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    @kristiyan-lukanov I saw in the messages he refer to the inner scrollbars. – Madalina Taina Oct 18 '16 at 14:50
  • Inner scroll bars should be avoided. Especially horizontal ones. It's Ok to scroll the whole page. – Kristiyan Lukanov Oct 18 '16 at 15:19
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I think is something more about your app, because is no reason to say "it's an application so it mustn't have any scrollbars". Maybe this issue is for inner scrollbars? Some designers prefer not to use them.

Some observation:

  • In our case we have a fixed height, so basically our navbar and footer are fixed. Similar to a Bootstrap Dashboard. Unfortunately any suggestions I have put forward for a scrollbar, whether on the inner or outer parts of the app have been shut down. And yes that is the only reason I have been given that "It's an application" - hence my frustration. Anyway it seems the team is starting to see my point and we are starting to use inner scrollbars. – IOIIOOIO Oct 18 '16 at 14:41
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    @IOIIOOIO It is a difference between inner (in page scrollbars) and page scrollbars. I didn't say I think inner scrollbars are a good idea. You should try to avoid them if possible. Please see also the second link in my answer ux.stackexchange.com/questions/58499/…. – Madalina Taina Oct 18 '16 at 14:47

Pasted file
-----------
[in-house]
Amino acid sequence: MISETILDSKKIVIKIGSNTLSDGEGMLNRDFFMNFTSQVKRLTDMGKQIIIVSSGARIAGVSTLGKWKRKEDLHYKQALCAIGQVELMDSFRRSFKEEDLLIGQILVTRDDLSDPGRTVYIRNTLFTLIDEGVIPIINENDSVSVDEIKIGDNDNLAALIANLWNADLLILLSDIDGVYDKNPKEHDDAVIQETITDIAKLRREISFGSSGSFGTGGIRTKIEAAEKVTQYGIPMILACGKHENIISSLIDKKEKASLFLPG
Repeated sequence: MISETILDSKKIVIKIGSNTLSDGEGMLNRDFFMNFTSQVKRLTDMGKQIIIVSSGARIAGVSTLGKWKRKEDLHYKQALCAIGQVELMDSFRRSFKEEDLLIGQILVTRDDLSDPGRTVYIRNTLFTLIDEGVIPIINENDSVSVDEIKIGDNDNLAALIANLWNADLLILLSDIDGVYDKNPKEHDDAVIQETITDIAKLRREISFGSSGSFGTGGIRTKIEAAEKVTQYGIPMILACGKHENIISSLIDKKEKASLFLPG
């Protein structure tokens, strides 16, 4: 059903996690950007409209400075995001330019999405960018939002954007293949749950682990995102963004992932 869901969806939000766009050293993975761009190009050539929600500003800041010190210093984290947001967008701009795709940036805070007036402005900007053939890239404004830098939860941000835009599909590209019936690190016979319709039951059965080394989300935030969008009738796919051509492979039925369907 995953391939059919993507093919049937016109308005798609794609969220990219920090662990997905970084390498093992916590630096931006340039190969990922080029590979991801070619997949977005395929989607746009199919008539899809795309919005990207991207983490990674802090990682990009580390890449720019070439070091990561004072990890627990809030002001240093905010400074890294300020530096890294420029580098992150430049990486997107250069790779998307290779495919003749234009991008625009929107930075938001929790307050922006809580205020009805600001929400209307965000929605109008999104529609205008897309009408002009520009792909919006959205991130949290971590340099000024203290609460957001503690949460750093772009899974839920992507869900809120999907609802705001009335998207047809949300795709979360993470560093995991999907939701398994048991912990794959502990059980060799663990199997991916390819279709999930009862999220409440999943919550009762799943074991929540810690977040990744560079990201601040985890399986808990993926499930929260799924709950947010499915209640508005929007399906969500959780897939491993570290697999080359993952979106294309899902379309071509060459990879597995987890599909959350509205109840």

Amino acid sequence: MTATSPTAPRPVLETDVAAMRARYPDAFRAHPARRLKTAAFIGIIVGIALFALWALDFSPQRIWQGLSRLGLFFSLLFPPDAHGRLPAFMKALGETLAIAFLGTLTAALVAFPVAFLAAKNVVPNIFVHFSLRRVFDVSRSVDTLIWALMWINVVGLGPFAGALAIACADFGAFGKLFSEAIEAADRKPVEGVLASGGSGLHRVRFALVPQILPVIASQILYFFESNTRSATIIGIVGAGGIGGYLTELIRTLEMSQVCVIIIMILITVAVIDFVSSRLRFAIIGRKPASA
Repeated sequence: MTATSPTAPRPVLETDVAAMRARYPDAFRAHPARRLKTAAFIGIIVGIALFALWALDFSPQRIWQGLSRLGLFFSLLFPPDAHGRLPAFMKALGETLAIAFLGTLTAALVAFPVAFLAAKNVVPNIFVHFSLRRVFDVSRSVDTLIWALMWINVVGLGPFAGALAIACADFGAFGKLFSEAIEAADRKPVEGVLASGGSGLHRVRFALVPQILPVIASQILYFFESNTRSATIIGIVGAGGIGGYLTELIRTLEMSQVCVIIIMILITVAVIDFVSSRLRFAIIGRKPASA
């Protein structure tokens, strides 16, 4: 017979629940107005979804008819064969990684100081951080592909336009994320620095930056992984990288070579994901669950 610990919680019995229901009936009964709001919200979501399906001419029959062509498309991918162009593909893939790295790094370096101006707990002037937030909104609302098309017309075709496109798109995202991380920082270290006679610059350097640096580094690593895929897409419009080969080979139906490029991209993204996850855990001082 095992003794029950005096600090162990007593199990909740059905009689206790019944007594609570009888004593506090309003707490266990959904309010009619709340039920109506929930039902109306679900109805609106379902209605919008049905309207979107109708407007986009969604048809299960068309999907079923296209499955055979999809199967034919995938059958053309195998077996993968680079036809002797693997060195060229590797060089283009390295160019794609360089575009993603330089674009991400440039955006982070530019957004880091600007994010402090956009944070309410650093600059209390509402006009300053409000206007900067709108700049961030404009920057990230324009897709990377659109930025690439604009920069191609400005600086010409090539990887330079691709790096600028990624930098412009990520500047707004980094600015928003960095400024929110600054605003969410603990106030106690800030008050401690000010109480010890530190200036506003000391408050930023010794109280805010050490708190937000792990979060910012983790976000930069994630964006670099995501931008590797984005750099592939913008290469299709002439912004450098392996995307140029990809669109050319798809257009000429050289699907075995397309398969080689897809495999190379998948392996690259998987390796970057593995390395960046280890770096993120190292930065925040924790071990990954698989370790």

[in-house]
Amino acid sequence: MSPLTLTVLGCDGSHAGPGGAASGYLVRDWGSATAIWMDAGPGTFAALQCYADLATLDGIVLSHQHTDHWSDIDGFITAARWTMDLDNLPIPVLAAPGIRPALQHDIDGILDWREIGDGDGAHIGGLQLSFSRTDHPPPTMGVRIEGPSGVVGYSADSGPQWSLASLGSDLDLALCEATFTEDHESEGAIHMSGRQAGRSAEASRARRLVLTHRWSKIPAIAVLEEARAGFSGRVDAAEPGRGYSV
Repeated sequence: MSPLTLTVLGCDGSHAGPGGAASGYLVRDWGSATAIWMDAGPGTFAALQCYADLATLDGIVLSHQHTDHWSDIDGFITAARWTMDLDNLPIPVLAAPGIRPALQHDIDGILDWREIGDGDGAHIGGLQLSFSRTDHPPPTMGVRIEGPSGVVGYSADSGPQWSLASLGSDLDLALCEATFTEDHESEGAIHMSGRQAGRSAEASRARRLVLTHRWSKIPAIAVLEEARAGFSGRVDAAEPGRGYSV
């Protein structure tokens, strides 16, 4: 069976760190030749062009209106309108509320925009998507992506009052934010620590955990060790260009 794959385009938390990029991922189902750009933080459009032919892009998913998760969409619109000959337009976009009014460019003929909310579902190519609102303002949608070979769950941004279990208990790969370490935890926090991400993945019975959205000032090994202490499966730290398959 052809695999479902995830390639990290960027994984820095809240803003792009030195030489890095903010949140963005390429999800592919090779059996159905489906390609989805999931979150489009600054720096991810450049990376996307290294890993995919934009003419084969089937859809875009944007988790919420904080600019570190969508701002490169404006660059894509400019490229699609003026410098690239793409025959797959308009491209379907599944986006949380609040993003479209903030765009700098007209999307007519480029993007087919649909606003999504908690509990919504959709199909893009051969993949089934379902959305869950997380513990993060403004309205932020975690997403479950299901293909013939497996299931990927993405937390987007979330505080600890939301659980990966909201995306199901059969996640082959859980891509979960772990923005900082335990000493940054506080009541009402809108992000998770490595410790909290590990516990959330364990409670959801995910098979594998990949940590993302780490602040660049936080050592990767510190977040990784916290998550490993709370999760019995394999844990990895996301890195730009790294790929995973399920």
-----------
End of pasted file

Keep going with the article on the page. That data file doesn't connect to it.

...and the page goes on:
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Agree with you here — every application in existence has some way of scrollable viewport. Scrolling is just a way of navigating content and unless you can fit in all the content on one screen (please don't), then you should have some ability to scroll or page.

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    "every application in existence has some way of scrollable viewport", I think this is a bit of an overstatement, as you said in the answer you can fit everything on one screen which is not always a bad thing. – DasBeasto Oct 17 '16 at 14:46
  • Ok I think it's wortth arguing that there are some cases where it is possible. If you can keep it simple and fit everything you need for a particular feature or whatever then that would be the ultimate goal. I just feel that in our case (it'sa call-centre application) this isn't true and especdially considering this is an app that will have many more features added in the future. We're painting ourselves into a corner as far as I'm concerned and I'm getting frustrated that this rule has been made without any basis by someone who isn't a designer. – IOIIOOIO Oct 18 '16 at 7:44
  • Ok, but I don't think I seen an app that can fit everything on one screen and never scroll or page to a different view. – Mariusz Ciesla Oct 18 '16 at 9:58
  • Well I'm thinking of something extremely simple... like Tinder for example, there are some screens that don't require scrolling. I'm just backing up DasBeasto in the sense that maybe it isn't quite fair to say that it's impossible. It does depend on context though. With our app there are a mulititude of tasks, lists, features, graphs etc. – IOIIOOIO Oct 18 '16 at 12:01
  • But even my example of Tinder does have some areas that require scrolling. Just not on the screen you use most often. – IOIIOOIO Oct 18 '16 at 12:02